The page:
(Also offered as ECON 313). Money and monetary standards; commercial banking and the development of specialized banking institutions; evolution and functions of the Federal Reserve system and the operation of credit and monetary contracts; foreign exchange practices and contemporary issues. Prerequisite: ECON 101.

BUSA 315: Labor Relations
Group relations in business. The labor market, wage structures, collective bargaining, labor legislation, and the government’s role in labor-management relations. Prerequisite: BUSA 121 or permission of instructor.

BUSA 317: Business Ethics
The development and concern for ethical standards in modern corporations. The history and development of modern business ethics, ethical situations in a post-industrial society; cases of advertising and large profits; the responsibility of business with regard to discrimination, ecology and consumerism.

BUSA 327: International Management
The cultural, political, environmental, financial, and labor problems faced by the multinational manager. New problems that managers encounter when they cross international boundaries. Prerequisite: BUSA 202.

BUSA 330: Organizational Leadership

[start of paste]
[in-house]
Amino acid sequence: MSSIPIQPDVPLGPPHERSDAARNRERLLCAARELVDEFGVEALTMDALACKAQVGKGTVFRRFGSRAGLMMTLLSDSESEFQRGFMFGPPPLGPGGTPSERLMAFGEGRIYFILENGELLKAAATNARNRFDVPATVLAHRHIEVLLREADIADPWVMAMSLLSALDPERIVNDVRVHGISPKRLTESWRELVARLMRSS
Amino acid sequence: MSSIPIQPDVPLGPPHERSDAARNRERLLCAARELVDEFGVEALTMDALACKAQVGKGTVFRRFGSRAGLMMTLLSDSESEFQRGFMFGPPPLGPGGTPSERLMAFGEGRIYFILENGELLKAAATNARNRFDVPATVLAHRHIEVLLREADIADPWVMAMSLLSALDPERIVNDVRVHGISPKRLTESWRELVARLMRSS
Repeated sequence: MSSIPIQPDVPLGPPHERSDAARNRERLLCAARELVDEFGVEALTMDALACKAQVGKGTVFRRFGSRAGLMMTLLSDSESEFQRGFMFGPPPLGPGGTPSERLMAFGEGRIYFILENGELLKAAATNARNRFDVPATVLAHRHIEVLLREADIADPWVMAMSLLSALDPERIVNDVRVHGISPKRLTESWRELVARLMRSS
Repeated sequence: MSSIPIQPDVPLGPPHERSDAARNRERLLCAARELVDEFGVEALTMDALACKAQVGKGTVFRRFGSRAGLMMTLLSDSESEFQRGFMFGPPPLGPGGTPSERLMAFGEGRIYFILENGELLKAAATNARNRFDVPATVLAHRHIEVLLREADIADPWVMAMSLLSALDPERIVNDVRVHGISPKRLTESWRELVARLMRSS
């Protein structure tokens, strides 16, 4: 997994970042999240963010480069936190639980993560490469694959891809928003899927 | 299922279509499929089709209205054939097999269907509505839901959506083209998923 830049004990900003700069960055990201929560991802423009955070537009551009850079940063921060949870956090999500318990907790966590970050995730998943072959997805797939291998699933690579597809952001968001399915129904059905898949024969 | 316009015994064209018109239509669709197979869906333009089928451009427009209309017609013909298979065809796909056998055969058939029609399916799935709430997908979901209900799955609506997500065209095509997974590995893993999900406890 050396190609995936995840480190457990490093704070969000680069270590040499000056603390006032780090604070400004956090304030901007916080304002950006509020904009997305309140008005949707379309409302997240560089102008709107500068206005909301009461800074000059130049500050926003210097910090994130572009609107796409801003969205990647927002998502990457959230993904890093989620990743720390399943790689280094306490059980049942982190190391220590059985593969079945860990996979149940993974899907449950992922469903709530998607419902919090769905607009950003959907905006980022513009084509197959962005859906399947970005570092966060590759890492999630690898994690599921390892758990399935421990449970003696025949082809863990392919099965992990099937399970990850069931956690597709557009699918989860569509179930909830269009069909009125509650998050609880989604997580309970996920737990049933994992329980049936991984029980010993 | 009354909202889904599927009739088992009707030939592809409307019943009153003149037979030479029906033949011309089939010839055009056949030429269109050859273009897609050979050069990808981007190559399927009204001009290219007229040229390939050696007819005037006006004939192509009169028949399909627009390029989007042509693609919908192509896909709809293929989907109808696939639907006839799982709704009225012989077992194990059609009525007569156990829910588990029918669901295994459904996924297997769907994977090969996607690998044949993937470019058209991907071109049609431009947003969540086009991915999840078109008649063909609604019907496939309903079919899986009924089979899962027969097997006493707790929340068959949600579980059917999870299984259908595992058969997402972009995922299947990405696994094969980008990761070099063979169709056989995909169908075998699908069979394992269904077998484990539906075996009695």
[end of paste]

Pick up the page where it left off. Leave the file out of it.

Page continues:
Theory and research on leadership in formal organizations; practical issues of on-the-job leadership experiences. Qualities of effective leaders. The complexity of the leadership process from the perspective of: individual leaders, peers, and followers; the social and work groups to which organizational members belong; the organization and its internal and external environments.

BUSA 331: International Law
The origin and scope of international law and its effect on the business community. The analysis of statutes and cases dealing with international business entities, licensing agreements, treaties, international trade organizations, and foreign corrupt practices. Prerequisite: BUSA 202.

BUSA 332: Environment & Law I
Introduction to environmental laws and regulations, their applicability and enforcement, with the objective of increasing awareness of environmental problems and their application in decision making, utilizing ethical, legal and business factors.